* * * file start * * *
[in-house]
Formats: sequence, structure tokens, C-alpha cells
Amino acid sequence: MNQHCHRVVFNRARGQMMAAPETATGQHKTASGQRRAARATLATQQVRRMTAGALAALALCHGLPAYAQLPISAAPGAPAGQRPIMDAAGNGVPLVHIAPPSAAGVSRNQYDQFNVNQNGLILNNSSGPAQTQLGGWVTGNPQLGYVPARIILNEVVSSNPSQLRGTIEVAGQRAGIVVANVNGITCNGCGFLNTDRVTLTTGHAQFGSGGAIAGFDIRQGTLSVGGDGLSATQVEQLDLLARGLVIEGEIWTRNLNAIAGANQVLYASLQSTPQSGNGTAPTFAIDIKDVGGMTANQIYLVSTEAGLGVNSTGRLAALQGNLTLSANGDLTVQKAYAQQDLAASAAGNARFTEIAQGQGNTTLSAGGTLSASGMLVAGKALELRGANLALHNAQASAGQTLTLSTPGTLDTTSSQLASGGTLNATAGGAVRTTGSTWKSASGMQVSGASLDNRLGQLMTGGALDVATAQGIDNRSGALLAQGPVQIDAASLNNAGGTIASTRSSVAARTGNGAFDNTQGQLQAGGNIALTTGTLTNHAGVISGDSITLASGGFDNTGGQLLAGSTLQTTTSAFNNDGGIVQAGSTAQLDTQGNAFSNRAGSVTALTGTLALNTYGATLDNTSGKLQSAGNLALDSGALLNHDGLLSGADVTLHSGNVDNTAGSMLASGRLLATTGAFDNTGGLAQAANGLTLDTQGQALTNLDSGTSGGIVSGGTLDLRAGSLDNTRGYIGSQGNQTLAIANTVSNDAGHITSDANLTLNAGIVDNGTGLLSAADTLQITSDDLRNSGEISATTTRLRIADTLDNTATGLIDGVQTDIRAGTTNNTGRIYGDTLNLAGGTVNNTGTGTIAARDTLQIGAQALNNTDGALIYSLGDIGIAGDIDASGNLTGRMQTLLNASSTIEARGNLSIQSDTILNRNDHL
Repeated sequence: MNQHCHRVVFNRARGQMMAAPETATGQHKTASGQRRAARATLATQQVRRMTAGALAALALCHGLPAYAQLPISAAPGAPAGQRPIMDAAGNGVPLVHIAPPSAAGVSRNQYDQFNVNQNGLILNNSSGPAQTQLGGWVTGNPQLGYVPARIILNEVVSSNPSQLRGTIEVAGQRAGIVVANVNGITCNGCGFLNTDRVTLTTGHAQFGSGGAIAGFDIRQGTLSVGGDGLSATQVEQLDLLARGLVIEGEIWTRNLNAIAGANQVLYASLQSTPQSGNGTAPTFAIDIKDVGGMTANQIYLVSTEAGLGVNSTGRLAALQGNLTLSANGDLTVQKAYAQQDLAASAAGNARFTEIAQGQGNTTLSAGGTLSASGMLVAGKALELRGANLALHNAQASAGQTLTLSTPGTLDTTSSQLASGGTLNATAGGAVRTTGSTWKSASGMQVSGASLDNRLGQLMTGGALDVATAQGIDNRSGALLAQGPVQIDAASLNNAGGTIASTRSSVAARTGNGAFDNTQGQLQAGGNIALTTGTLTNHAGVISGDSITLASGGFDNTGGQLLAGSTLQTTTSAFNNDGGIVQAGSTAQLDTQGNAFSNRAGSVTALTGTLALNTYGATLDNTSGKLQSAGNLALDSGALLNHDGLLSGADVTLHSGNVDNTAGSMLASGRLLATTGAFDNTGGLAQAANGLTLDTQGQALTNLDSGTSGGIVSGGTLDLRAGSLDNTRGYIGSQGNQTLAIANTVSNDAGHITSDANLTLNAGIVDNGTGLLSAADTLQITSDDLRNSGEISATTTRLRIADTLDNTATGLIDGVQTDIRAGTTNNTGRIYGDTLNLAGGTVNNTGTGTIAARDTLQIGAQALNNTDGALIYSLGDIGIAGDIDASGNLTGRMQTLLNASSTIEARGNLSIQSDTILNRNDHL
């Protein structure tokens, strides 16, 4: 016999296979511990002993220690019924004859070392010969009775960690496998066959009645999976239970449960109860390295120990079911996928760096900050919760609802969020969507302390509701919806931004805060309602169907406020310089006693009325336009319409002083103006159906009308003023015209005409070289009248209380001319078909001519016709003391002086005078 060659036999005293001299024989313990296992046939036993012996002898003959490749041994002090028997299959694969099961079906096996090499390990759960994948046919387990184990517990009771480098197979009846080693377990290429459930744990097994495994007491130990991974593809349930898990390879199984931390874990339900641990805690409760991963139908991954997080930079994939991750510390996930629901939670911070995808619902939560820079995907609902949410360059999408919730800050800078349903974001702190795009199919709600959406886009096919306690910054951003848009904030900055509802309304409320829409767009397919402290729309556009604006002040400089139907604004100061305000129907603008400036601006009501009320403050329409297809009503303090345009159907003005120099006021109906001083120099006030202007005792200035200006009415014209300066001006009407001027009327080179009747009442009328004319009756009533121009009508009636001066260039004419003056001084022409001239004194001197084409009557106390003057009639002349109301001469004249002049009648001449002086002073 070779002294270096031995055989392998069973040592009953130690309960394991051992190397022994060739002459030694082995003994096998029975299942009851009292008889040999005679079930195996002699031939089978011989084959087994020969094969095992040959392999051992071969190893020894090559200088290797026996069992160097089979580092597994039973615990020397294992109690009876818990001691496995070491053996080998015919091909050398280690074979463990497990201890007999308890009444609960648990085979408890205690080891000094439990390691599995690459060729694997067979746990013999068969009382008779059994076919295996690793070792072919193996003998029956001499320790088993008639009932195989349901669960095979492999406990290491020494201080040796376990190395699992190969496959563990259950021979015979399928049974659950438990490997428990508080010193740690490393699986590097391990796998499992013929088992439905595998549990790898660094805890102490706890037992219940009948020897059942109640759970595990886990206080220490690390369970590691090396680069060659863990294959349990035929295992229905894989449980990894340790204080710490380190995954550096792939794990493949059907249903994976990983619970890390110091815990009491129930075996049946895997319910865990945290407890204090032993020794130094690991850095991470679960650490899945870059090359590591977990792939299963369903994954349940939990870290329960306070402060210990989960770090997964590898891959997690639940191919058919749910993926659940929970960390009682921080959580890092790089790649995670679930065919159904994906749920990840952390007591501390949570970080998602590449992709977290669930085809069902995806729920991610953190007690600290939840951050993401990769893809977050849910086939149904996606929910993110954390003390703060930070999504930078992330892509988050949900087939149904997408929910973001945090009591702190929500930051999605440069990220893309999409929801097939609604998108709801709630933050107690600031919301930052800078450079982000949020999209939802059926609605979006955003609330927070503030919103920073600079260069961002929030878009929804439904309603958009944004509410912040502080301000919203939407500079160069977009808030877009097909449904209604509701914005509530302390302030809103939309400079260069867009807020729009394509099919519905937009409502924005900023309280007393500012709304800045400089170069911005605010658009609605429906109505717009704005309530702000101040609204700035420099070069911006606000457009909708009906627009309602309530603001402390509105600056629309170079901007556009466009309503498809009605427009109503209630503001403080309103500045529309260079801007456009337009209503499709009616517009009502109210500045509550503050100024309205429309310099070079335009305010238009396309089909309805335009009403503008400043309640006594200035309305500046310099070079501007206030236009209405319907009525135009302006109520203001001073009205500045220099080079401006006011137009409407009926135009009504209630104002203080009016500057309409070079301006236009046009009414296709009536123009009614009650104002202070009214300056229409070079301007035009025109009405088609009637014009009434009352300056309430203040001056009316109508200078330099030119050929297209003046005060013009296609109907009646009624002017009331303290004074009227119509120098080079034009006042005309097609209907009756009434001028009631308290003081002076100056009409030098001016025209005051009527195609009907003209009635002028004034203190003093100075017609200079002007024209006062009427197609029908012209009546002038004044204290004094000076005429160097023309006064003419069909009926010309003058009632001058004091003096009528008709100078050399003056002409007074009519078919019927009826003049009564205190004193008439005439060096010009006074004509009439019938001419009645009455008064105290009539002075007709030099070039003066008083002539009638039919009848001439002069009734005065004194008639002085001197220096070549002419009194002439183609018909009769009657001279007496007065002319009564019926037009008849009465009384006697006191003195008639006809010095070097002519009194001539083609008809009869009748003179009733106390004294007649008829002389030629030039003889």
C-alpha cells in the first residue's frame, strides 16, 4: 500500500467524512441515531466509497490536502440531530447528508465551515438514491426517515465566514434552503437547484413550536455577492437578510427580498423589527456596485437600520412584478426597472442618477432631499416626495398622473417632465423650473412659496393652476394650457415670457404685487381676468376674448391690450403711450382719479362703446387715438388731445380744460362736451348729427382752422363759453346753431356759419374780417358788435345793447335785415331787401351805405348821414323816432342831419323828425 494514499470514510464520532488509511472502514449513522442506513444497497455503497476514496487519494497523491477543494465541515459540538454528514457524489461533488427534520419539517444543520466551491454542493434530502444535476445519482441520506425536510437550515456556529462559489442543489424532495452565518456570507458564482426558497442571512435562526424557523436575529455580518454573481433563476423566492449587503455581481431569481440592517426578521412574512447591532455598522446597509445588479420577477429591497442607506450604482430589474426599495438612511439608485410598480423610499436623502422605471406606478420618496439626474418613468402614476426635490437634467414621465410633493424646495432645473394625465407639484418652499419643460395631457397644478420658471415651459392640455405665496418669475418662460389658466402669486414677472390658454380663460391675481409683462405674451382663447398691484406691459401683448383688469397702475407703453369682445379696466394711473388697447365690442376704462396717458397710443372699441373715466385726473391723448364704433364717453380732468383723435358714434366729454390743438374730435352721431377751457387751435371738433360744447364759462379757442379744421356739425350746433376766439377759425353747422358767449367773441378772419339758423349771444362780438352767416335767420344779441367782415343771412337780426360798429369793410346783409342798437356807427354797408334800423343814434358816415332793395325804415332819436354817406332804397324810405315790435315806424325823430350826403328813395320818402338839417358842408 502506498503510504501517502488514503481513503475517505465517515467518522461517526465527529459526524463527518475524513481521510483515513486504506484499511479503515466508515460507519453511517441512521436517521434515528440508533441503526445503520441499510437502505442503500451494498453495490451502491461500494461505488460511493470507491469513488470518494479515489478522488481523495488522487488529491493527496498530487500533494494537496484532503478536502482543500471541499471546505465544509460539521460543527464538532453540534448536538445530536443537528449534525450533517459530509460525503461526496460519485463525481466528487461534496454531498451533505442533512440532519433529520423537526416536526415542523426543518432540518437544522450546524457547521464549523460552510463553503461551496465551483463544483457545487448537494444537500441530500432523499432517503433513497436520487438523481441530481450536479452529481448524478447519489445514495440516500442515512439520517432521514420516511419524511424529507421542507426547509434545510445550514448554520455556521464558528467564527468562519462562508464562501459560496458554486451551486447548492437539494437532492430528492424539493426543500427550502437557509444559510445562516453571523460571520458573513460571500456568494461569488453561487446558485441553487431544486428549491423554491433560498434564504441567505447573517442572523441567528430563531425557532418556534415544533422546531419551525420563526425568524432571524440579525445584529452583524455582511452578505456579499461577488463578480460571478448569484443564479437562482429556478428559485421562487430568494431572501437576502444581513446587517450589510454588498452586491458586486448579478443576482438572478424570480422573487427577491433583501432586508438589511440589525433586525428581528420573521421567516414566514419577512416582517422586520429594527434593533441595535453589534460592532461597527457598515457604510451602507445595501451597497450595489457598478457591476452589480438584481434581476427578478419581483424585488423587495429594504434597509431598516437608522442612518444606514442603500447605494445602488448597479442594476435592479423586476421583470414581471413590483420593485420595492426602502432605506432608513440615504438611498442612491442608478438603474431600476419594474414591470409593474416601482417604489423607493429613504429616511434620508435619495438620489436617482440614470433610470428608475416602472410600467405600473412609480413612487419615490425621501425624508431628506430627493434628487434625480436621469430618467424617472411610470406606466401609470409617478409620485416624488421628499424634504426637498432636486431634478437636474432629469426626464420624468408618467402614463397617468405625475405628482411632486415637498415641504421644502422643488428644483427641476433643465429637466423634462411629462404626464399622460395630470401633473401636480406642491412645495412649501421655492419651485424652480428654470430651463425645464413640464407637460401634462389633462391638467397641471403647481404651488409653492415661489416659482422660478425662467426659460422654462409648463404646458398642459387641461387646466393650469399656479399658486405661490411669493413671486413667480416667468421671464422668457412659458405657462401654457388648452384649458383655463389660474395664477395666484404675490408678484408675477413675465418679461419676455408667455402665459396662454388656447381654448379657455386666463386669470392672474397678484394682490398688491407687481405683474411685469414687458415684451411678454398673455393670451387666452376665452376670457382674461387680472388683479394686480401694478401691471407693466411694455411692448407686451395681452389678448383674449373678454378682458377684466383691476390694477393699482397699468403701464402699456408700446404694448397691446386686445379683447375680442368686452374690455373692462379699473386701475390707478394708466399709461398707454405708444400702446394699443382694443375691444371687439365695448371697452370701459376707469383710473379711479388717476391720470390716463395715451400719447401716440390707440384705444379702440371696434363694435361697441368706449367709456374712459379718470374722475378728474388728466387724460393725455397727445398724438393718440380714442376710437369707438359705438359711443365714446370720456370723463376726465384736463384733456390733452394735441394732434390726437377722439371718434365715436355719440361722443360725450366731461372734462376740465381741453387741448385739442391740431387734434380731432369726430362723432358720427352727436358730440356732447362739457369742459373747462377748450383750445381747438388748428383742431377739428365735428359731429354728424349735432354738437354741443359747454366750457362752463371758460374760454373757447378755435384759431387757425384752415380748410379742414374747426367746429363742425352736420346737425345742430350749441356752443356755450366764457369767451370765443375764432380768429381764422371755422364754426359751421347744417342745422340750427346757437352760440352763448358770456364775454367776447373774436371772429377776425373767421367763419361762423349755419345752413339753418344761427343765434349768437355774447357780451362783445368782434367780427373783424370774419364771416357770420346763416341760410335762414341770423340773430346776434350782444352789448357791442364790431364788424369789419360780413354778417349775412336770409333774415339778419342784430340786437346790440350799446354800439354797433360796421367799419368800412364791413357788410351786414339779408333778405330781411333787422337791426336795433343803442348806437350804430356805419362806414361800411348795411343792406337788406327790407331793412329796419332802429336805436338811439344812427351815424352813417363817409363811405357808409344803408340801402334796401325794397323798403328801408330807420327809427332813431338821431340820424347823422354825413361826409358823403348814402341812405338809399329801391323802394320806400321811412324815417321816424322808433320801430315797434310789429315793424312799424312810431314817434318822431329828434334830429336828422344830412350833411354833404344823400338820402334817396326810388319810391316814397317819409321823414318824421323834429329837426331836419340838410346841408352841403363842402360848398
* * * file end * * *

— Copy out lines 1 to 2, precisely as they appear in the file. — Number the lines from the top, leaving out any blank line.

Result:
[in-house]
Formats: sequence, structure tokens, C-alpha cells